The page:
Violent Games Don’t Make Us Violent In Real Life, Scientists Say


Recently, a group of scientists at the University of York held a series of experiments to find out if there’s a link between violent video games and antisocial human behavior. Despite games’ “tattered reputation”, researchers found no proof of them having negative impact on player’s behaviour or increasing aggression with its violent content.

The purpose was to prove or disprove the theory saying that video games have ‘priming’ effect on us. This would mean that when we recurrently see violence in games, it gets much easier for us to use the same concept (violence) and change our behavior in real life.

Dr. David Zendle and his colleagues from the Department of Computer Science made several studies involving 3,000 participants. In one of them, they had to play one of two games - drive a car avoiding collision with trucks, or play as a mouse being chased by a cat. After playing the participants were shown pictures of various objects and beings, including animals and vehicles, and asked to categorize them appropriately.

Should a person who played a cat-mouse game label animals faster than vehicles or other objects, that would mean he’d immersed himself in that game’s concepts. Scientists, however, observed no change in the speed of reaction to pictures across both groups. 

What about realism? It became the subject of another study by Zendle and his fellow scientists, where they experimented with different manifestations of realism in games and their possible effect. Realism doesn’t always mean realistic graphic; true-to-life character behavior can also make the game feel like it’s real.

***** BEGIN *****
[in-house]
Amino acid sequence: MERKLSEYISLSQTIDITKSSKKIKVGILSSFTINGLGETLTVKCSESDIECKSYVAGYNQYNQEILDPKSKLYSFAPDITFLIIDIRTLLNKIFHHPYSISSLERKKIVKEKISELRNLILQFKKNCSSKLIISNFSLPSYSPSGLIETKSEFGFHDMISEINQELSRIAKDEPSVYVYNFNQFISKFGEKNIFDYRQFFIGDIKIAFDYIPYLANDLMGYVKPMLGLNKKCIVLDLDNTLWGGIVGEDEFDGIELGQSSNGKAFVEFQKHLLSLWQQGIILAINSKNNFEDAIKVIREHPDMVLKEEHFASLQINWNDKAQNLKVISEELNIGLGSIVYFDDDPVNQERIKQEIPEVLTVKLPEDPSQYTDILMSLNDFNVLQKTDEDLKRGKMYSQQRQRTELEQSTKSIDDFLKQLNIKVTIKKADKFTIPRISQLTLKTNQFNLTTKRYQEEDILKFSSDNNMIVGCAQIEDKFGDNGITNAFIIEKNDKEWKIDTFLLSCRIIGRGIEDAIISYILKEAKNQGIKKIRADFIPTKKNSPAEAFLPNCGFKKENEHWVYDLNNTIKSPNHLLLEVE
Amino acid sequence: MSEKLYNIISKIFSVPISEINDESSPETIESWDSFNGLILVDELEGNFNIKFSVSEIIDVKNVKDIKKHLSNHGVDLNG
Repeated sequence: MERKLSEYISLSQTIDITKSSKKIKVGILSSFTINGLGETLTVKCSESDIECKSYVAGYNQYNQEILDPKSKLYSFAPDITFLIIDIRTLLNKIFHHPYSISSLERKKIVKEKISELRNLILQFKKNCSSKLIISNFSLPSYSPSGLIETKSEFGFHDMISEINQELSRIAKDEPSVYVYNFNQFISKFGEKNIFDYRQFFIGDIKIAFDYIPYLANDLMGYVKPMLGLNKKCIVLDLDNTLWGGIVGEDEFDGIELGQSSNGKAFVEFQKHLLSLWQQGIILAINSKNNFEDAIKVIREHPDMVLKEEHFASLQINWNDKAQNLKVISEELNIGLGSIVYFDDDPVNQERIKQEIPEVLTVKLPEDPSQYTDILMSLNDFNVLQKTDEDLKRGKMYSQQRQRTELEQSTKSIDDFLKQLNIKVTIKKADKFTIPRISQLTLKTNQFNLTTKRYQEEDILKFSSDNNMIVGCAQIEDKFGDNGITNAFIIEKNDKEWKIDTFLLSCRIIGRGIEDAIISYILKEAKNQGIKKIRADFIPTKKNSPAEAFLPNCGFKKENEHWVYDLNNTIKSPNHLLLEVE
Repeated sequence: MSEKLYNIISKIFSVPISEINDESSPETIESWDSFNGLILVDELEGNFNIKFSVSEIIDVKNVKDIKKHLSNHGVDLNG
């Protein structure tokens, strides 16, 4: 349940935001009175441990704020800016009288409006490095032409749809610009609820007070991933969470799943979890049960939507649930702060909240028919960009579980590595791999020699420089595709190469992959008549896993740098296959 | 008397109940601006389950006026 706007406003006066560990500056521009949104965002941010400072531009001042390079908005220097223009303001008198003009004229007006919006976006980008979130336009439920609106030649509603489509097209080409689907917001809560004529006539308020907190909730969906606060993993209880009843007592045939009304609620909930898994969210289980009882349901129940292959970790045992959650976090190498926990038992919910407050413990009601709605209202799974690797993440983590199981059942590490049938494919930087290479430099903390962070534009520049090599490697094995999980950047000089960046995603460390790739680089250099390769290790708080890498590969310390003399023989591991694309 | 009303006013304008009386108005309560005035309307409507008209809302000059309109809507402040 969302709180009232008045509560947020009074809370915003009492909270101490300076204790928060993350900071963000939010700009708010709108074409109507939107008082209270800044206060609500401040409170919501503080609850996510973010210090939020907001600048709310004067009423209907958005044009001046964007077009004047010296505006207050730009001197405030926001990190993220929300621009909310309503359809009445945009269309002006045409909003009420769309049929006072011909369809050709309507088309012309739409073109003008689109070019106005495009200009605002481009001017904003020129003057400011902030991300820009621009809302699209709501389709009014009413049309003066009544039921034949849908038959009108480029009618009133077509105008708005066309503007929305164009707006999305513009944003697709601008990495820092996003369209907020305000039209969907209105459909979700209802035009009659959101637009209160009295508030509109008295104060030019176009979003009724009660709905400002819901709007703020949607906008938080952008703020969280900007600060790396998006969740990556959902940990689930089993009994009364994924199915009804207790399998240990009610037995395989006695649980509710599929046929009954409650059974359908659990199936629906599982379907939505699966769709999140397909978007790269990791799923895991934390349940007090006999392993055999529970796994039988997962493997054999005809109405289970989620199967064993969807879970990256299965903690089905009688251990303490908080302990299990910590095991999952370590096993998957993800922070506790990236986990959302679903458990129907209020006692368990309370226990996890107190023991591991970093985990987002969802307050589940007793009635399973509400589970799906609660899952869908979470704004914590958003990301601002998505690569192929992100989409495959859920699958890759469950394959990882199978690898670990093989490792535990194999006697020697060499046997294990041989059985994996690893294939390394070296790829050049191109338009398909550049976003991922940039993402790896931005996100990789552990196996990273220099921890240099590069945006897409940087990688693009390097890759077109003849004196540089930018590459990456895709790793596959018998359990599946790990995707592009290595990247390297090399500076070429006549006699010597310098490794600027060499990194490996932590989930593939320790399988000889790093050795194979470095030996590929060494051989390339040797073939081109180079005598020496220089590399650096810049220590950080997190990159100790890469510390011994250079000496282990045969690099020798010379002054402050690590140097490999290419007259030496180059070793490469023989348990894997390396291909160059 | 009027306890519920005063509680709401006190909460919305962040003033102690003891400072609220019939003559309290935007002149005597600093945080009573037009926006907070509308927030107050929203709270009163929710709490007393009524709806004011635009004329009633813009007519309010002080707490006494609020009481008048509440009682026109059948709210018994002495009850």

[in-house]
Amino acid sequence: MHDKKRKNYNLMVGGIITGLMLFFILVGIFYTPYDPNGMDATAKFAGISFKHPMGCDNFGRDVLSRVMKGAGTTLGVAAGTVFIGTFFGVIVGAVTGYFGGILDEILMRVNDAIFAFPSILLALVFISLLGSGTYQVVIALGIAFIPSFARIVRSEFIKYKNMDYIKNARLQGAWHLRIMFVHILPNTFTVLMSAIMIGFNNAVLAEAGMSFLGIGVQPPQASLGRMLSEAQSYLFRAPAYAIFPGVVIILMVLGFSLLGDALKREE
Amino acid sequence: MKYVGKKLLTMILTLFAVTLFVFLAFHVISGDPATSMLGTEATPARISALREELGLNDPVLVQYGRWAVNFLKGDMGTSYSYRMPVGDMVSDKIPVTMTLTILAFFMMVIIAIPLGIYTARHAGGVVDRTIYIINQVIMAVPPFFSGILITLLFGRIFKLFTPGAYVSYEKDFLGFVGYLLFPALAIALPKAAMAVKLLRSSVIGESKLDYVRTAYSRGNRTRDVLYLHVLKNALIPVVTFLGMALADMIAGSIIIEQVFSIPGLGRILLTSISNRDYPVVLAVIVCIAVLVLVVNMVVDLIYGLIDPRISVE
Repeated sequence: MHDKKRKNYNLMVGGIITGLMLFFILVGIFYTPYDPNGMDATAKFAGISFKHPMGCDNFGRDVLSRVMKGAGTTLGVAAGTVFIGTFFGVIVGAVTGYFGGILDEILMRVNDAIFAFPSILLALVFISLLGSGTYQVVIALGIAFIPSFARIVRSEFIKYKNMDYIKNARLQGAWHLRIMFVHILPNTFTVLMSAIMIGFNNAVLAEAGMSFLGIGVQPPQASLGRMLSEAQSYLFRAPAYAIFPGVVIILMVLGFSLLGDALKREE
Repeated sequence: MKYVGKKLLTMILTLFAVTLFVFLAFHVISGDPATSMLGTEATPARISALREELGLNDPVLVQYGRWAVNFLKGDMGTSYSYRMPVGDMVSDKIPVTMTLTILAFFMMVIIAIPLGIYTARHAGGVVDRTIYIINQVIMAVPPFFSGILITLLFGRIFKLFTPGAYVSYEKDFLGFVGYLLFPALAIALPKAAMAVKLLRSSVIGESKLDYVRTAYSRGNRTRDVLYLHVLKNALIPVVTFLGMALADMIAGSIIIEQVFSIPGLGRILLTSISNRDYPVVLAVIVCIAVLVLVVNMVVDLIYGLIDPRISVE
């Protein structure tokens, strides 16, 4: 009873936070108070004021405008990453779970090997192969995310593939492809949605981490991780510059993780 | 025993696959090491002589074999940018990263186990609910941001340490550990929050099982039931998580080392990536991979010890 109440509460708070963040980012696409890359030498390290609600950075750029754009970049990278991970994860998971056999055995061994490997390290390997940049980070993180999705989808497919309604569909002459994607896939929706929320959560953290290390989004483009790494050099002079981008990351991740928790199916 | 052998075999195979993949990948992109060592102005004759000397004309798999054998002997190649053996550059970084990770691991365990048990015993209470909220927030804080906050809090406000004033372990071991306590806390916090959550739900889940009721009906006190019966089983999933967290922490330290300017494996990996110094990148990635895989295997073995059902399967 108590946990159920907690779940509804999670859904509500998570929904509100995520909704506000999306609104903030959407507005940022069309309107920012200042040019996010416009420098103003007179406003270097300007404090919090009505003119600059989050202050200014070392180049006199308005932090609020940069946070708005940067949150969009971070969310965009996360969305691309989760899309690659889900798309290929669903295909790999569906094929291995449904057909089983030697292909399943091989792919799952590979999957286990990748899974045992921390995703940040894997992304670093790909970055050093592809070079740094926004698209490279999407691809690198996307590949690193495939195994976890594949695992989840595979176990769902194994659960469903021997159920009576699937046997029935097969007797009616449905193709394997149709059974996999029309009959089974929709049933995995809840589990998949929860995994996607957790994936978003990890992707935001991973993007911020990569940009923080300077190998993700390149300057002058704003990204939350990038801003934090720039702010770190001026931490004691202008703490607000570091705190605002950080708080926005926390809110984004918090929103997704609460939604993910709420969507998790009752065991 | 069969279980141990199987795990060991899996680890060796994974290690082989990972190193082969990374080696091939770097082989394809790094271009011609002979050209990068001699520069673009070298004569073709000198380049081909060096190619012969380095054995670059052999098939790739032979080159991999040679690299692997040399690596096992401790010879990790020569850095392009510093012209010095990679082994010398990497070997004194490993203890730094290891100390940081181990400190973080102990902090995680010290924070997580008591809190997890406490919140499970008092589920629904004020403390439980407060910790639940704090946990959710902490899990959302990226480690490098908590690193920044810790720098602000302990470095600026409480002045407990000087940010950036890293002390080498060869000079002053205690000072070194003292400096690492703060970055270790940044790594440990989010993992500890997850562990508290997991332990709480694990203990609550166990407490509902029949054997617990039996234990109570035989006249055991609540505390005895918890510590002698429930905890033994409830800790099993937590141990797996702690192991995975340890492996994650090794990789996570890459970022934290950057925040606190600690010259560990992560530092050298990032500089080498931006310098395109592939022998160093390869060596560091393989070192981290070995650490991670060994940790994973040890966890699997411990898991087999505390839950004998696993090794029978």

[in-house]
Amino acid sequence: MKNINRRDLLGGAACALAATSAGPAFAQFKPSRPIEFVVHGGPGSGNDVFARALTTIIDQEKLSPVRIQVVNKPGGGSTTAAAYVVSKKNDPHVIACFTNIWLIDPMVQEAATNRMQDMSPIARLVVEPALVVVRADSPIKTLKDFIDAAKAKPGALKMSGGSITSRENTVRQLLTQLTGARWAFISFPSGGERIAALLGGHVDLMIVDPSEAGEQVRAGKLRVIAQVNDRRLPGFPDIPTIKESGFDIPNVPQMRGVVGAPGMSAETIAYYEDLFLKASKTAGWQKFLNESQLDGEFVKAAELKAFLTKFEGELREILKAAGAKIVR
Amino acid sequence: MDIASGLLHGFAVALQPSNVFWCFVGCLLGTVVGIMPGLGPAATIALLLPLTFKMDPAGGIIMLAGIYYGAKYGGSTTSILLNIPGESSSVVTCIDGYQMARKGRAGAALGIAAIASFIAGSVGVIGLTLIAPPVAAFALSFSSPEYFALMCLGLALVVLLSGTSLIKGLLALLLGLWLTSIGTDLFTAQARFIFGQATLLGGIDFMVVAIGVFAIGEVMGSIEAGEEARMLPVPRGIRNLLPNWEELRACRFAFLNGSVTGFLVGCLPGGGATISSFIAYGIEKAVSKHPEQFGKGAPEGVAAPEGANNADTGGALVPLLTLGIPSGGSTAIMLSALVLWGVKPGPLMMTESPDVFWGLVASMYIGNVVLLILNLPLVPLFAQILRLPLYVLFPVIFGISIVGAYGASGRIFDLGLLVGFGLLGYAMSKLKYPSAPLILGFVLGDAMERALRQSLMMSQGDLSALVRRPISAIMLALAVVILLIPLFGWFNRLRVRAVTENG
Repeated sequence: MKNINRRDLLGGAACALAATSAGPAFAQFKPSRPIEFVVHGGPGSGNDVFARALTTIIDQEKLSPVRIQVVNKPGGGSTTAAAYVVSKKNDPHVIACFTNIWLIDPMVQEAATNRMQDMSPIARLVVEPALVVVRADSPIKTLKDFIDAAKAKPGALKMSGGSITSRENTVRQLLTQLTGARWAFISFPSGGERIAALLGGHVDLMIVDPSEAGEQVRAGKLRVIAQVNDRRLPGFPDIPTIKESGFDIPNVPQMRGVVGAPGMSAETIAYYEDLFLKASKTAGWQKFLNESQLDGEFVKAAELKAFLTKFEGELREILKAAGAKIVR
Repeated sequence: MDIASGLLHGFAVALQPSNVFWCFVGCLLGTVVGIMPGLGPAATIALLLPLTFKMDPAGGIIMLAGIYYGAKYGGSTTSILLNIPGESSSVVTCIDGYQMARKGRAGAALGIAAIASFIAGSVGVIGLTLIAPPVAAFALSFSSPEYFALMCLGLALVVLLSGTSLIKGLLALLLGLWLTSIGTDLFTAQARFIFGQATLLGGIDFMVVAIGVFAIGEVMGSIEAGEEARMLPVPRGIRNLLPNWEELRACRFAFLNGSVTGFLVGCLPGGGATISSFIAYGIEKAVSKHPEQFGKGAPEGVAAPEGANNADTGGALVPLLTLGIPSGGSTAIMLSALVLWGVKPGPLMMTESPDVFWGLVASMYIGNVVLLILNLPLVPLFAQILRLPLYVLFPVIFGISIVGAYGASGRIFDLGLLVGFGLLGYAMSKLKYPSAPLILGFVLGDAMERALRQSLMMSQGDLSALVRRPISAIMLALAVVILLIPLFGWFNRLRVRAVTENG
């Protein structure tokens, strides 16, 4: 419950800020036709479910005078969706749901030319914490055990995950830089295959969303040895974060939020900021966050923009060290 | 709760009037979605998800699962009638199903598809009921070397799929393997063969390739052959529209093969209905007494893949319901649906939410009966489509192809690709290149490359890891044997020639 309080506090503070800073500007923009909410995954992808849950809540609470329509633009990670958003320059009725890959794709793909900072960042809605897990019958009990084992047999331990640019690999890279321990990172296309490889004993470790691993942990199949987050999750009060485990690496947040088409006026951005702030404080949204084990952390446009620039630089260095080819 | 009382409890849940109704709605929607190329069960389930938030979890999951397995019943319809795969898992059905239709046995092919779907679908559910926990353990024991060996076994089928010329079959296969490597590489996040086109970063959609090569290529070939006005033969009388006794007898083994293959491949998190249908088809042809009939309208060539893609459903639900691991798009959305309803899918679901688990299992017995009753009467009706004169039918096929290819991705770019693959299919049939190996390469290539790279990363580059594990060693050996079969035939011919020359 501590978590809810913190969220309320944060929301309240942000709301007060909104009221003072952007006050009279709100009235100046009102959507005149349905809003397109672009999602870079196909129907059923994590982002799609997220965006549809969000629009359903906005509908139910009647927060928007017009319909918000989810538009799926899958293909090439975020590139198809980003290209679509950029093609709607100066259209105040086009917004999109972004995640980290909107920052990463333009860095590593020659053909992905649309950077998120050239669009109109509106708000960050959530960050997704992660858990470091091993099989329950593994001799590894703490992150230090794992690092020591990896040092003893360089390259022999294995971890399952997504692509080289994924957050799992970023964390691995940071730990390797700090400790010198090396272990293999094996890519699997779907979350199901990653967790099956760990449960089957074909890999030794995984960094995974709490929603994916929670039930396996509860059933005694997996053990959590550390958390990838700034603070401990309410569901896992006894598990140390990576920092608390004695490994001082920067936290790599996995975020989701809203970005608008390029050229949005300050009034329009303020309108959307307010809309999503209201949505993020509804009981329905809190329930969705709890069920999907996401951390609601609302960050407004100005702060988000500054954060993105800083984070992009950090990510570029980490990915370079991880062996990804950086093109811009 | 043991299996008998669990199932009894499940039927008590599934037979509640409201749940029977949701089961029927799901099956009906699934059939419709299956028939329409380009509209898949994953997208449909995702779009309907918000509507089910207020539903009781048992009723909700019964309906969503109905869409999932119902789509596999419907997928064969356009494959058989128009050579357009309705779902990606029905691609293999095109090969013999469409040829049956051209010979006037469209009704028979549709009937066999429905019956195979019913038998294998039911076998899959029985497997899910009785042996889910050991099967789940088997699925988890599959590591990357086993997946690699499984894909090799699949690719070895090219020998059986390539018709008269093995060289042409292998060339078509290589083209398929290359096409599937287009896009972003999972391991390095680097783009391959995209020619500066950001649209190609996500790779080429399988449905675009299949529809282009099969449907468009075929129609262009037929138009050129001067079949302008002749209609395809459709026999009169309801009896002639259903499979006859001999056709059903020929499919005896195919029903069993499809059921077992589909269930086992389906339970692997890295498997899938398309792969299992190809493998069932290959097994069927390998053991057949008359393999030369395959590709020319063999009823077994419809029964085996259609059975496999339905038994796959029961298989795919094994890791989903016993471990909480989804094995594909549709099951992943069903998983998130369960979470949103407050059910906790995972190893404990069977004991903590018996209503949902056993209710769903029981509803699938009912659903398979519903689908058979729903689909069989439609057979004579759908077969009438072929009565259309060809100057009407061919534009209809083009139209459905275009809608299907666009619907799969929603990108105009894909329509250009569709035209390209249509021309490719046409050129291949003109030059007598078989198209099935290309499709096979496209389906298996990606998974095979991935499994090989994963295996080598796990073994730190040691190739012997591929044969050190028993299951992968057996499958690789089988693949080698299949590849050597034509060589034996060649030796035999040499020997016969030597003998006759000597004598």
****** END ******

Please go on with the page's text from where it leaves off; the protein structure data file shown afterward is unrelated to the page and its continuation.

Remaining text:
They used two combat games: one had characters whose movement and behavior were based on ‘ragdoll’ physics, and the other one was set in an animated world that looked quite real. Following the play session, participants had to solve a word puzzle, whose results were later analyzed by scientists to estimate the degree of violence in the used words. 

A similar test was conducted with a war game. It was made in two versions: the first one had enemies acting like real-life soldiers, while the second one didn’t have characters behaving in a real manner. 

The research group of the University of York compared results of both tests and concluded that they found no evidence of game’s realism affecting the players or encouraging their violent behavior. 

It must be noted that the studies involved only adults, and hopefully their next research will be focused on measurement of the effect of games on kids and teenagers.
Posted by Renatus on March 16, 2018